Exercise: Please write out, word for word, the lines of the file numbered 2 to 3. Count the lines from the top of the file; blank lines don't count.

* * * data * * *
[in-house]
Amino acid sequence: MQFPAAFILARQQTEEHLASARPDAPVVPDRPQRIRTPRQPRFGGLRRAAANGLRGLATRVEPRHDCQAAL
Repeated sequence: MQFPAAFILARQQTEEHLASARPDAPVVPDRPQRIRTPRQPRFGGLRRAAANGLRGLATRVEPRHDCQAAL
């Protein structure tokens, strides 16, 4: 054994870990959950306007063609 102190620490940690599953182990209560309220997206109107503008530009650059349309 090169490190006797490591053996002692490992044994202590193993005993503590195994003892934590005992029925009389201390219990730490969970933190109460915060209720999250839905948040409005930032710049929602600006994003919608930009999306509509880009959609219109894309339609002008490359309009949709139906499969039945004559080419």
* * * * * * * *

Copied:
Amino acid sequence: MQFPAAFILARQQTEEHLASARPDAPVVPDRPQRIRTPRQPRFGGLRRAAANGLRGLATRVEPRHDCQAAL
Repeated sequence: MQFPAAFILARQQTEEHLASARPDAPVVPDRPQRIRTPRQPRFGGLRRAAANGLRGLATRVEPRHDCQAAL